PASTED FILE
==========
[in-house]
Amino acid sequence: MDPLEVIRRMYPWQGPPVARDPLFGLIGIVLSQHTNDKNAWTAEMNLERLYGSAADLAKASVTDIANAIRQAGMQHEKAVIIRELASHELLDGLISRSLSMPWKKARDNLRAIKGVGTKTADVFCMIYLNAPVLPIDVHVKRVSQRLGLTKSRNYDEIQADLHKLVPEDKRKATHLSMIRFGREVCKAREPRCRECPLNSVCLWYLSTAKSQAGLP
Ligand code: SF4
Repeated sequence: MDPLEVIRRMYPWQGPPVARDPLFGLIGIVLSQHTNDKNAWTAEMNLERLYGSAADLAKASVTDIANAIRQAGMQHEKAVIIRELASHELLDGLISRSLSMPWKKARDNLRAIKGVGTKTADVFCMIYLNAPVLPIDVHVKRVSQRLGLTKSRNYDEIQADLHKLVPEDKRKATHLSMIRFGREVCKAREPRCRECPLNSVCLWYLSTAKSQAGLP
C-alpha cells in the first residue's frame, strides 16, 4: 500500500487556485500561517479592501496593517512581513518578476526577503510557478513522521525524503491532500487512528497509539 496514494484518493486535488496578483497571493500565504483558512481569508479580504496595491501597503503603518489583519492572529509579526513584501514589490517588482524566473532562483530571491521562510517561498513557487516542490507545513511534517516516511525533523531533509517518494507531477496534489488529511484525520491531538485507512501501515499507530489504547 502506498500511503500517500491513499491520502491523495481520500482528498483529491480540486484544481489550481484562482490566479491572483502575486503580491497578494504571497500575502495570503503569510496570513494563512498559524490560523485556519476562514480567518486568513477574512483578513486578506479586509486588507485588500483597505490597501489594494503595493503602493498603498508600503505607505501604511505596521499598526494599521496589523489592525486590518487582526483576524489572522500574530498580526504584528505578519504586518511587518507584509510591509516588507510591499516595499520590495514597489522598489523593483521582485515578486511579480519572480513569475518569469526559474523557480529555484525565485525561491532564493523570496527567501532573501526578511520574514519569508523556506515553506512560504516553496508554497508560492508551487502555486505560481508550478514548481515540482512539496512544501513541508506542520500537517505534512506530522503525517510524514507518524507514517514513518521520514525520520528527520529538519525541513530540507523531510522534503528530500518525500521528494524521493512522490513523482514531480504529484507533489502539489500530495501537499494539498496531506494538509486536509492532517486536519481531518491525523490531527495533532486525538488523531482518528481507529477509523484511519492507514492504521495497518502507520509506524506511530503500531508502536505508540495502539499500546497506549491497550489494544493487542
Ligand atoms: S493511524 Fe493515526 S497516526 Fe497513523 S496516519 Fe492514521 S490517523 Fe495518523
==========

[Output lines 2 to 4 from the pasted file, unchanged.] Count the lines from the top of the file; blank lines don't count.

Amino acid sequence: MDPLEVIRRMYPWQGPPVARDPLFGLIGIVLSQHTNDKNAWTAEMNLERLYGSAADLAKASVTDIANAIRQAGMQHEKAVIIRELASHELLDGLISRSLSMPWKKARDNLRAIKGVGTKTADVFCMIYLNAPVLPIDVHVKRVSQRLGLTKSRNYDEIQADLHKLVPEDKRKATHLSMIRFGREVCKAREPRCRECPLNSVCLWYLSTAKSQAGLP
Ligand code: SF4
Repeated sequence: MDPLEVIRRMYPWQGPPVARDPLFGLIGIVLSQHTNDKNAWTAEMNLERLYGSAADLAKASVTDIANAIRQAGMQHEKAVIIRELASHELLDGLISRSLSMPWKKARDNLRAIKGVGTKTADVFCMIYLNAPVLPIDVHVKRVSQRLGLTKSRNYDEIQADLHKLVPEDKRKATHLSMIRFGREVCKAREPRCRECPLNSVCLWYLSTAKSQAGLP